Sometimes inspections find defects at a level where cancellation of the entire order is a valid solution. The key thing is to ensure that the buyer gets what they paid for and that any issues are found before the product is shipped. There is a significant expense, and potential damage to the buyer’s reputation, if defects are only found when Amazon customers start returning the products.
What should I do if the manufacturer won’t fix the problems?
There is a lot of competition for manufacturing, so most factories are very keen to make problems right. They want to keep the buyer happy and get reorders in the future.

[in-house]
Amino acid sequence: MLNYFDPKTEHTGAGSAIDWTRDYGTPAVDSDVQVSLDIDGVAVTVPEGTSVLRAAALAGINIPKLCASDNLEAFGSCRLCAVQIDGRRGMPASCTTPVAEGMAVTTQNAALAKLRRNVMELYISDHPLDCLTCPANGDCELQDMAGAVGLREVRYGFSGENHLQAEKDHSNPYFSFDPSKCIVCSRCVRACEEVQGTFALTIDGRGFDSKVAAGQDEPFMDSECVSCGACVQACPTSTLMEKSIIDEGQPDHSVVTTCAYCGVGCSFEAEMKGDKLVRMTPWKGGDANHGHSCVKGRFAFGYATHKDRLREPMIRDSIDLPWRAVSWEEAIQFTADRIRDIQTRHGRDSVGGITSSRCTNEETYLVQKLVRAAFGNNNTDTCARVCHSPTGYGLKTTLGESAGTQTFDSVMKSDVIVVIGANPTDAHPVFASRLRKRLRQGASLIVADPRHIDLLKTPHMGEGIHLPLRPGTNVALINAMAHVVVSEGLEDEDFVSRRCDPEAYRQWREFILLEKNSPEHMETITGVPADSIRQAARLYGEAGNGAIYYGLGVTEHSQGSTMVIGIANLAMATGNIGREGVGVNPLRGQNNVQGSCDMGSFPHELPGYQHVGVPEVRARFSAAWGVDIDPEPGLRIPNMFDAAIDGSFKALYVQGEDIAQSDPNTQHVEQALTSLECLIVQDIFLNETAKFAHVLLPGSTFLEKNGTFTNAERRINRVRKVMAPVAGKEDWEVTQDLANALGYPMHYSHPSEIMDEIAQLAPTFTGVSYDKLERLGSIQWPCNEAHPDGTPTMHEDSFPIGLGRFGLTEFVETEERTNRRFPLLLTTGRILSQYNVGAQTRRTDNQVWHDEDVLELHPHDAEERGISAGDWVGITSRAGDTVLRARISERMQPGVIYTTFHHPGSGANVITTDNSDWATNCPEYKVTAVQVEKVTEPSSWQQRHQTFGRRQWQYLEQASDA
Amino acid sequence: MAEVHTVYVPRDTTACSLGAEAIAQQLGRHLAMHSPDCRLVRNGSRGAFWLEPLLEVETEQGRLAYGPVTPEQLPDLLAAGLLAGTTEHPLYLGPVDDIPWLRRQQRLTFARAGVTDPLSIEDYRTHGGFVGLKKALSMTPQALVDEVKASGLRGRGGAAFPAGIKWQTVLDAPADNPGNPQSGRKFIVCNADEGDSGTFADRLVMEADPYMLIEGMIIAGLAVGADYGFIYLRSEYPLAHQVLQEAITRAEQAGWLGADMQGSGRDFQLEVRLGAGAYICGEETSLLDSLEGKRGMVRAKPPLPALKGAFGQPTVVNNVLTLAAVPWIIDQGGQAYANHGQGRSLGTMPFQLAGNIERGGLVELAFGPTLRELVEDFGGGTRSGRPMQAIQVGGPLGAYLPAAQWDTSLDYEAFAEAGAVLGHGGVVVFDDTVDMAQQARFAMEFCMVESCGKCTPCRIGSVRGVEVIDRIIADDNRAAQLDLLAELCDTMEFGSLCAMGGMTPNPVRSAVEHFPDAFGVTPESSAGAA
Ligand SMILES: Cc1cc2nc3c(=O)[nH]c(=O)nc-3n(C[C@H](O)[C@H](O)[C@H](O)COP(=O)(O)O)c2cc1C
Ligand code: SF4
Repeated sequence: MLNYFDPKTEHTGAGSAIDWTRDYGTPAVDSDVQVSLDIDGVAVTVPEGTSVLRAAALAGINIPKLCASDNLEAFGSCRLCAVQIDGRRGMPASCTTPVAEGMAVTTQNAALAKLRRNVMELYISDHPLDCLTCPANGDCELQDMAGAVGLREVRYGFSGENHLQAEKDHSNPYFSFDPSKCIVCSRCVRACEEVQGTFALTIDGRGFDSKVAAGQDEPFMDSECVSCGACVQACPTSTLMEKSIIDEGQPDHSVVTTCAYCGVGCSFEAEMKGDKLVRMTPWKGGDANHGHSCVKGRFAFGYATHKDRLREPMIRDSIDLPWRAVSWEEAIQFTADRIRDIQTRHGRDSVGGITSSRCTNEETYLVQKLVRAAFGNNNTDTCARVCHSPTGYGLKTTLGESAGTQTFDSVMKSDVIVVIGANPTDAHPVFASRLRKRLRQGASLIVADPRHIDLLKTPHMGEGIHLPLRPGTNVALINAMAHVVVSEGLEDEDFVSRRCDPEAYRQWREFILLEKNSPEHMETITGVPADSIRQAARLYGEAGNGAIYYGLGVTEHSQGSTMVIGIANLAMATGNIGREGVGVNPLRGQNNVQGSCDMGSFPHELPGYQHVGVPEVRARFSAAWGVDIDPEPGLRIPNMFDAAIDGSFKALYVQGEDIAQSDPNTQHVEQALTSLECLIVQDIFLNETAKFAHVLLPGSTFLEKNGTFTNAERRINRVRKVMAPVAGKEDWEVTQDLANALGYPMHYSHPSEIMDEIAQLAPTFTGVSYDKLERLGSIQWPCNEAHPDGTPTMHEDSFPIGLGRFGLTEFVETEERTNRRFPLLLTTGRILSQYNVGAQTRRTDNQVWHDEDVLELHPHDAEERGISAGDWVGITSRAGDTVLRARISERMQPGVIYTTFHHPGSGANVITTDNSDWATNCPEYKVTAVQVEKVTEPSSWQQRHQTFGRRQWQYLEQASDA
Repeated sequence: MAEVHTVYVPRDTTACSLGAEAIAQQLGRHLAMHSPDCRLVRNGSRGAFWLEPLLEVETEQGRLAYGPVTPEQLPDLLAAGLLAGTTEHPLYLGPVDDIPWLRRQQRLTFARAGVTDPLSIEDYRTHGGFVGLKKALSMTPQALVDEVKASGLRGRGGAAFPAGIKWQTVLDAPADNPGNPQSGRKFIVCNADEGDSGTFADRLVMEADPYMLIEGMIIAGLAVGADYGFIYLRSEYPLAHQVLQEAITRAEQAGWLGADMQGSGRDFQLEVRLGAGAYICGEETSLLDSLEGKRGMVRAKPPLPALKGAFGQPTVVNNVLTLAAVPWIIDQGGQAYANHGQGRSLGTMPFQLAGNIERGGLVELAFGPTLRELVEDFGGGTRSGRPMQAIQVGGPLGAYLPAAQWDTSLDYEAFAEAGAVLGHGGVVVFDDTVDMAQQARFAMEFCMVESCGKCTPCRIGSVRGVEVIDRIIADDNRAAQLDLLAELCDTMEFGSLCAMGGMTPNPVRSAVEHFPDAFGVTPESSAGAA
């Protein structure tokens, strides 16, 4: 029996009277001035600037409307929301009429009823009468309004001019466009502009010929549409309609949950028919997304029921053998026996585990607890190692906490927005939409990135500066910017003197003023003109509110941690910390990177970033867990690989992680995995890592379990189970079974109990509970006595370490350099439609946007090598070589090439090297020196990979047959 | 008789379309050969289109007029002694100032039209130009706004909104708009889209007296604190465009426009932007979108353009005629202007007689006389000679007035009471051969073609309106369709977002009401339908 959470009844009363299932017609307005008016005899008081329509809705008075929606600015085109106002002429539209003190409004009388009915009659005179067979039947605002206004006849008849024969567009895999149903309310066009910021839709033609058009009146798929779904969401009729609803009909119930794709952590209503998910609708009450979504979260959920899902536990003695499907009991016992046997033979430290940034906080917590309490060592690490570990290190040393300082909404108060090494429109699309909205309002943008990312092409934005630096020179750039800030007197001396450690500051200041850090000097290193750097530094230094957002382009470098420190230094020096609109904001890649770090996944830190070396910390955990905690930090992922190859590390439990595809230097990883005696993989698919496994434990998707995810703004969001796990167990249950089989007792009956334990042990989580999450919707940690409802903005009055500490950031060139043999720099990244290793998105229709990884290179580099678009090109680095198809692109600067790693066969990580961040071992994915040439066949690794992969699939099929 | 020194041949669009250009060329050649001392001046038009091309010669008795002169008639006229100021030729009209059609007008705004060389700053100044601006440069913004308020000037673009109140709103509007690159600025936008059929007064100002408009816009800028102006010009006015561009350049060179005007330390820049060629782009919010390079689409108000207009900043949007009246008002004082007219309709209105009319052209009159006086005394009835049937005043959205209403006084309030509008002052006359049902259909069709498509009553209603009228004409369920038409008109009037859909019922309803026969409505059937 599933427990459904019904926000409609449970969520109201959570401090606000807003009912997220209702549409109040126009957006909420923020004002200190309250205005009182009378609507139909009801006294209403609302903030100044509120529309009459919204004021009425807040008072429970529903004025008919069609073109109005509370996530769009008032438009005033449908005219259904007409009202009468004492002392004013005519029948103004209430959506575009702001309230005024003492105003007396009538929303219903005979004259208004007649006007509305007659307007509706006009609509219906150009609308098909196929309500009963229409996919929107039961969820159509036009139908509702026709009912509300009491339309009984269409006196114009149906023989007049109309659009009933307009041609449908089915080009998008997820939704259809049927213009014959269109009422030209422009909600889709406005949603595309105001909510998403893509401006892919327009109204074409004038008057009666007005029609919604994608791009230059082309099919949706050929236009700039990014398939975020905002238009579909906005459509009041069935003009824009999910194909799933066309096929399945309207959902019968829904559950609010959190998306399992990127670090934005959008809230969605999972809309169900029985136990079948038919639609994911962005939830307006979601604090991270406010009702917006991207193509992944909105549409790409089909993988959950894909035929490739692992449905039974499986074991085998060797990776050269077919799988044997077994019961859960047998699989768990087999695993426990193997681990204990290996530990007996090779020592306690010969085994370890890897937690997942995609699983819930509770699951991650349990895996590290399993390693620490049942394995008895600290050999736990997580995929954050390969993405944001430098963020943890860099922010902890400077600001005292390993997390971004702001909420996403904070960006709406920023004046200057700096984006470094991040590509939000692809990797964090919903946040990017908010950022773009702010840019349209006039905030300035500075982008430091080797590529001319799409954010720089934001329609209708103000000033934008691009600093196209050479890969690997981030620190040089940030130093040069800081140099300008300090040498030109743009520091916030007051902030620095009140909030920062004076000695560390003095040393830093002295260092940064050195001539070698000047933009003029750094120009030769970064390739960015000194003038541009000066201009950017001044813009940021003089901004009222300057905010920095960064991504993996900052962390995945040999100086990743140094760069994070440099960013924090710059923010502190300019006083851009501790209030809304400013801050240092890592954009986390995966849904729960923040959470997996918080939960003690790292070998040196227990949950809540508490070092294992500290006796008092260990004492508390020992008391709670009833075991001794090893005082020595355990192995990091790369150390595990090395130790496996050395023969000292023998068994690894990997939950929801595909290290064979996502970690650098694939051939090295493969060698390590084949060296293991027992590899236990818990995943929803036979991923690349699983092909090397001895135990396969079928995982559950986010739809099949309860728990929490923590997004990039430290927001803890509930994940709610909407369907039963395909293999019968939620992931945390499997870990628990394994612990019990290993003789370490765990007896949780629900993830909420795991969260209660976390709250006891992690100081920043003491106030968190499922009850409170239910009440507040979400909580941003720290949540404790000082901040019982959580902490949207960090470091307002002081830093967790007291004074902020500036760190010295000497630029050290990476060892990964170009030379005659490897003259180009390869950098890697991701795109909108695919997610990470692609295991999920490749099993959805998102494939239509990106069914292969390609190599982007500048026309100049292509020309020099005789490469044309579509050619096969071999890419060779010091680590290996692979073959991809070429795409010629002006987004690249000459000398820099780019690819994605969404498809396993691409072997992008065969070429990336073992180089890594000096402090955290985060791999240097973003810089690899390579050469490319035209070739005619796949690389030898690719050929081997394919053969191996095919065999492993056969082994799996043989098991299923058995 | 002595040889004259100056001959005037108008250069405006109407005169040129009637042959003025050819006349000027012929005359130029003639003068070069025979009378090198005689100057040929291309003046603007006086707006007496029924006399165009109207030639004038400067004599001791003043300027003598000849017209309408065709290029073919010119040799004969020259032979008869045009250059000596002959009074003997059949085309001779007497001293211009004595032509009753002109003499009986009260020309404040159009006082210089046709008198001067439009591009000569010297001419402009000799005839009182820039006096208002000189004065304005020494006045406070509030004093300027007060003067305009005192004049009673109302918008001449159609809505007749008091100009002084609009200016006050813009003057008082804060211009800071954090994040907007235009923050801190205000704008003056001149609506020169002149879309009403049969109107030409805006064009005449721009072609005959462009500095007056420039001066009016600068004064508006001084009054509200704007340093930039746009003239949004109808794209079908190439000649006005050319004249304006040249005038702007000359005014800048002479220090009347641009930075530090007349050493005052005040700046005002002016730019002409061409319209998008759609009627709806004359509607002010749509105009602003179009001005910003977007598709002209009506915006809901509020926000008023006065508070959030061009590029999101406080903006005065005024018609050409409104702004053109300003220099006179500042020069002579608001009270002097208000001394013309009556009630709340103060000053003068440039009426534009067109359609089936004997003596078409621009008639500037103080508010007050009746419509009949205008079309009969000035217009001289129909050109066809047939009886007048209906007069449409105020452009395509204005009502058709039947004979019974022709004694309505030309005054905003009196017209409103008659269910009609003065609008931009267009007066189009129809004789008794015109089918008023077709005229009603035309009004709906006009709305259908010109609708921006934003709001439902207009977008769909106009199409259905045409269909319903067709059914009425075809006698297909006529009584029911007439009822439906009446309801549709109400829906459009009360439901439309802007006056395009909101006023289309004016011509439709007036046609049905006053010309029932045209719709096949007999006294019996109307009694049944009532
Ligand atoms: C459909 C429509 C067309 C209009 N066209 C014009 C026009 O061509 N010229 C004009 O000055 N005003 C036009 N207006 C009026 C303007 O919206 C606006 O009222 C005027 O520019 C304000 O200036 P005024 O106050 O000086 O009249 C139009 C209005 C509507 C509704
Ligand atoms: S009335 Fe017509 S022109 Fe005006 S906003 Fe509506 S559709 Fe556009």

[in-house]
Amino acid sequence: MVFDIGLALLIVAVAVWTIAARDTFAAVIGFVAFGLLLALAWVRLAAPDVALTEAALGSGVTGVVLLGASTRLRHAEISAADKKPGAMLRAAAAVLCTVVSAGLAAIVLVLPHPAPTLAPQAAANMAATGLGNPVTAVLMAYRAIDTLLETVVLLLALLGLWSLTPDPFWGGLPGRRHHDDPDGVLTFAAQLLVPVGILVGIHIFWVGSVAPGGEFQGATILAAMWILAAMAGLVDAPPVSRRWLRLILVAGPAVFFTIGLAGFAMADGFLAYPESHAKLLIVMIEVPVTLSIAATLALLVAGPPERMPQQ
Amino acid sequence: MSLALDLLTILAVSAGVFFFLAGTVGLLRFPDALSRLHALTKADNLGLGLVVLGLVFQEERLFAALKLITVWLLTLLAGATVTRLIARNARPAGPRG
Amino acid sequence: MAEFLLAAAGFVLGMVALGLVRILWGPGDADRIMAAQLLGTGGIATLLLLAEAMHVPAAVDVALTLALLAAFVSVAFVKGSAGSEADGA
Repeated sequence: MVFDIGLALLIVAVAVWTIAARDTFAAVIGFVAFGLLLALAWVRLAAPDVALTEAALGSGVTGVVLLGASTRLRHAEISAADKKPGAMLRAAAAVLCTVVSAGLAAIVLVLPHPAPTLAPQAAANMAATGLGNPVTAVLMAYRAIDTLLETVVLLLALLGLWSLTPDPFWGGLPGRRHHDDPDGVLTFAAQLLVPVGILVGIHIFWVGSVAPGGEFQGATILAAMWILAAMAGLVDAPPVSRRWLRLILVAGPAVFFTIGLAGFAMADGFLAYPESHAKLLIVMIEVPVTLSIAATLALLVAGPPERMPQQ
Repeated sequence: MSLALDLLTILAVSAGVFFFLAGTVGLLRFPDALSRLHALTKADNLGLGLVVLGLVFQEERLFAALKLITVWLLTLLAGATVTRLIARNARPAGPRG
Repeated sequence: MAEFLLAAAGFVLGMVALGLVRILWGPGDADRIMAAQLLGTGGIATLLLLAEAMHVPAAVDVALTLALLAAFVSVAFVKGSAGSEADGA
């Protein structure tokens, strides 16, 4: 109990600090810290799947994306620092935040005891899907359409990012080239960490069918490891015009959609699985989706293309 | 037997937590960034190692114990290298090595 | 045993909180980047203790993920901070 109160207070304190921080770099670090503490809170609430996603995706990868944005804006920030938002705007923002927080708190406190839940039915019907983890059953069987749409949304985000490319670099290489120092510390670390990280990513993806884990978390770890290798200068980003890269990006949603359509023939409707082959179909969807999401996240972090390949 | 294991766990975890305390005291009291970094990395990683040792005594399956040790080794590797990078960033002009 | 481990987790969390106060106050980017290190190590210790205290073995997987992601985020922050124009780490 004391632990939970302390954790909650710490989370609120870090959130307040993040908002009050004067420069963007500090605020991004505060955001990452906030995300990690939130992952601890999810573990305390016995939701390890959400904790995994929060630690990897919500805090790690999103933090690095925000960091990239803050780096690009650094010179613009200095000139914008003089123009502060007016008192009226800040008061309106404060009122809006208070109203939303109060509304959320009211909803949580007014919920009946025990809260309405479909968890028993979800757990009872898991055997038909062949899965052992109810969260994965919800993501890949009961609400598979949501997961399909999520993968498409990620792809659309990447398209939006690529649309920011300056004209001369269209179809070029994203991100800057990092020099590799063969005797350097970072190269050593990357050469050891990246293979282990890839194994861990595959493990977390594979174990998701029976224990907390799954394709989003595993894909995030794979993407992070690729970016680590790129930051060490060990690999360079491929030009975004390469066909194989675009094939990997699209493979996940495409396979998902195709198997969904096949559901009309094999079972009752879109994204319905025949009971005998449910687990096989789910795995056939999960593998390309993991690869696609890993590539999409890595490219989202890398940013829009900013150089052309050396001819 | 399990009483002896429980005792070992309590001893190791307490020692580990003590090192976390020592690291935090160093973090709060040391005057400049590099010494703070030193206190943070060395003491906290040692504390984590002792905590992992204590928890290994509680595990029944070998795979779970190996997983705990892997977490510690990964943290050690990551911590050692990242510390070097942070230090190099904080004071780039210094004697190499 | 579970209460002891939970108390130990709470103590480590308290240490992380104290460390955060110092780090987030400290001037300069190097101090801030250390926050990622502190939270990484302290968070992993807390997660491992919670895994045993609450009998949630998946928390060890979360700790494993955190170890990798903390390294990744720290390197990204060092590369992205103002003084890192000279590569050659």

Orders can also set up with protection programs like Alibaba’s Trade Assurance, which limits payments to the manufacturer until the product has been accepted by the buyer. These also insure against manufacturers not keeping their end of the agreement. If they don’t fix the problem then the buyer can accept only the non-defective products, or cancel the order entirely.
It should be noted, however, that cancelling an order completely and getting a refund from the supplier is not a simple process, and can be quite difficult to achieve. Therefore it’s important to have a solid agreement with the manufacturer before the order begins, so both parties know what’s expected and the repercussions if not met.
This post was by Blair Quane, Director of Remote Control CEO, a company providing pre-shipment and in-production product inspections and customer service outsourcing for ecommerce businesses.